By 2001, the year before his death, Russ presided over a company that was known throughout the world by its nickname, RUSS, its slogan, “Make Someone Happy,” and its must-have products, from plush teddy bears to the resurgent troll dolls. Sales revenue topped $285 million that year, Forbes named the business as one of the top 200 small companies in America, and GiftWare Business magazine and Giftbeat ranked RUSS creations number one in seven product categories.
To get there, the company and its leader overcame monumental challenges. In the 1970s, the company began manufacturing its own products, an unwieldy operation that brought it to the brink of bankruptcy.
“I made a big error in trying to think that I was a manufacturer when I clearly was a sales and marketing person,” Russ recalled. “I had taken my eye off the ball.”
Russ quickly corrected course, selling off his factories by 1977. He considered the episode crucial to his development as a businessman.
“You cannot build a business without confronting challenges, surprises and disappointments along the way,” he said. “It is how you react to these challenges that determine success.”
Approach to Philanthropy
Russ believed in the power of “transformational giving,” partnering with energetic, visionary leaders to change the world for the better. He took an entrepreneurial approach to philanthropy, using his keen interpersonal skills to identify people and causes in which to invest and working closely with partners to hone strategies and set expectations.
His philanthropy evolved over the years, beginning with a $500 check to the United Jewish Appeal in the earliest days of Russ Berrie & Company and growing to include an expansive roster of leaders and institutions working in areas he considered critical, including health care and culture. In 1997, the Russell Berrie Foundation made its largest gift to date: a $13.5 million grant to create the Naomi Berrie Diabetes Center at Columbia University, a world-class diabetes facility with an ongoing relationship to our foundation.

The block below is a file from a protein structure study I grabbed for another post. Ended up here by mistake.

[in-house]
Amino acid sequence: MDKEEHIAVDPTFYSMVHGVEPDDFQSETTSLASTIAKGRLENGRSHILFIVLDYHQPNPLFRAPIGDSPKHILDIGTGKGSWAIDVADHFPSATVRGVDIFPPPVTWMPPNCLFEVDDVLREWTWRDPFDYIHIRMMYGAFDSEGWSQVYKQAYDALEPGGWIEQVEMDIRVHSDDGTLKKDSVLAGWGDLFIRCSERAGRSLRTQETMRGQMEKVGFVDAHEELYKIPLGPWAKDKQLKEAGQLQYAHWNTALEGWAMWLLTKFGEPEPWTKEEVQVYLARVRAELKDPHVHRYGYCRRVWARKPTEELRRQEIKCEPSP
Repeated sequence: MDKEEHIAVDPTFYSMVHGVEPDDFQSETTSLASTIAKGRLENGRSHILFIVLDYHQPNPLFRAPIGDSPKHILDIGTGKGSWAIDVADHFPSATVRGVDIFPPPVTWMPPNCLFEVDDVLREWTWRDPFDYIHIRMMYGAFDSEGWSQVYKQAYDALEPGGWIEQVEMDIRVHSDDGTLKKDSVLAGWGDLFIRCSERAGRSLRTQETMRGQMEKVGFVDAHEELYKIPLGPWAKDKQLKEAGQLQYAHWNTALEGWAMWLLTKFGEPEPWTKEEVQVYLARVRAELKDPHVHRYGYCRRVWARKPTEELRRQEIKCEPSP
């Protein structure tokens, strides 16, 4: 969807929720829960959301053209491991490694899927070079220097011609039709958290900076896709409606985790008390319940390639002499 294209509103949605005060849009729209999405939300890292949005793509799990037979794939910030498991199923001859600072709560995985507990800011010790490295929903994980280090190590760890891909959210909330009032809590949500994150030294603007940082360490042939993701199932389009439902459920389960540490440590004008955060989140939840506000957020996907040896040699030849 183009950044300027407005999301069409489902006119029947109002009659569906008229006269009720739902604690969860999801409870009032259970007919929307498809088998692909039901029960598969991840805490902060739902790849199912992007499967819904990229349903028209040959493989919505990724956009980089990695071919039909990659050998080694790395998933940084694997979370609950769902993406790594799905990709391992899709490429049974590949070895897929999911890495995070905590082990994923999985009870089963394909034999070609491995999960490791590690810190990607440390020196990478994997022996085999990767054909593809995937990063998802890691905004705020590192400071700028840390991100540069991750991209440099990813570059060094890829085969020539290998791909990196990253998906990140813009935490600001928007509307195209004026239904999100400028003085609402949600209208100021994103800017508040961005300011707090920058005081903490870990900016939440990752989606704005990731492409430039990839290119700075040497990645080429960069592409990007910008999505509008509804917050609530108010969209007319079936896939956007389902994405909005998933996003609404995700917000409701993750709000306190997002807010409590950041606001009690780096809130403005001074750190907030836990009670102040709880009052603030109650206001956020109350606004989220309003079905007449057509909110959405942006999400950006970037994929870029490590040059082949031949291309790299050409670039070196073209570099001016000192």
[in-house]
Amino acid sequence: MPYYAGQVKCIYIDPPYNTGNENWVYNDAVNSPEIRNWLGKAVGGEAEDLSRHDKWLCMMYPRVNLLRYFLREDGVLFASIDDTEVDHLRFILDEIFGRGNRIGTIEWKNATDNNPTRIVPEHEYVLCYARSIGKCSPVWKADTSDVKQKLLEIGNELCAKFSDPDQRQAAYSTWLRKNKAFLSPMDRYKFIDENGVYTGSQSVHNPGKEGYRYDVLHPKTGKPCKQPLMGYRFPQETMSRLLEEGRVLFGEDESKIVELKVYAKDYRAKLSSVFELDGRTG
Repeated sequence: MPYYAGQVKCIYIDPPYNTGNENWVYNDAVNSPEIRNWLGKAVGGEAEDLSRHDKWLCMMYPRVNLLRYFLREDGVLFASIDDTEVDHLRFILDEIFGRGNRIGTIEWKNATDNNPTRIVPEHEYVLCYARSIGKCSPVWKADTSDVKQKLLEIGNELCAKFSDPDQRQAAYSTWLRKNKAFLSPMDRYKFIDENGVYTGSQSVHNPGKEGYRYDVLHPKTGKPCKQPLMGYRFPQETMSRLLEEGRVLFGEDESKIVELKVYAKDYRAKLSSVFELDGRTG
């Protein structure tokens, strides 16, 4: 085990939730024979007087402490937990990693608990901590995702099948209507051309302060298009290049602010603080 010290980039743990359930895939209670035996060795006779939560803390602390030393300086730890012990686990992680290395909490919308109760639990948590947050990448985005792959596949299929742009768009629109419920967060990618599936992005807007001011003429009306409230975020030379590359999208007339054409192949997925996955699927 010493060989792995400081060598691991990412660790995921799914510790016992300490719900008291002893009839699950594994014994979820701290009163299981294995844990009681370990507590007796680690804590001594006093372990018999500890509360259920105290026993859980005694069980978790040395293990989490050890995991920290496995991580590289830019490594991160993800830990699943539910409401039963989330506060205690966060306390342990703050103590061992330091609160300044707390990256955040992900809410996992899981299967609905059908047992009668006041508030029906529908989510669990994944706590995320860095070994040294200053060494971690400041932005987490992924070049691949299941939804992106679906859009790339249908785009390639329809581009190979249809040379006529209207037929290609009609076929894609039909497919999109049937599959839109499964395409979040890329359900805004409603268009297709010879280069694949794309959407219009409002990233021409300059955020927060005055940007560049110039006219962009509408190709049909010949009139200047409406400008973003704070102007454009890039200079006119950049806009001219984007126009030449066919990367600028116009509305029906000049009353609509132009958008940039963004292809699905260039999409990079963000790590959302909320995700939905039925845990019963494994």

That same year, Russ gave $100,000 to the first recipients of the Making a Difference Award, which has since become one of the foundation’s signature initiatives. Each year, exceptional New Jersey volunteers are publicly recognized for their achievements, receiving not only monetary awards as high as $50,000 but a treasured moment in the spotlight.
“It’s another way of looking at philanthropy — inspiring people to look at themselves and what they can do for the community,” Russ explained to The New York Times when the inaugural awards were announced. “I wanted to honor outstanding people — just common folks, not great scientists or people of great wealth. It’s one thing to write a check. It’s something else for people who work really hard and spend a lifetime giving up a lot of themselves.”
“People don’t realize how much power each one of us has,” he continued. “It doesn’t have to be money; it could be the teacher who paid extra attention. Let’s help each other. The more we do that, the less we’ll be at each other’s throats.”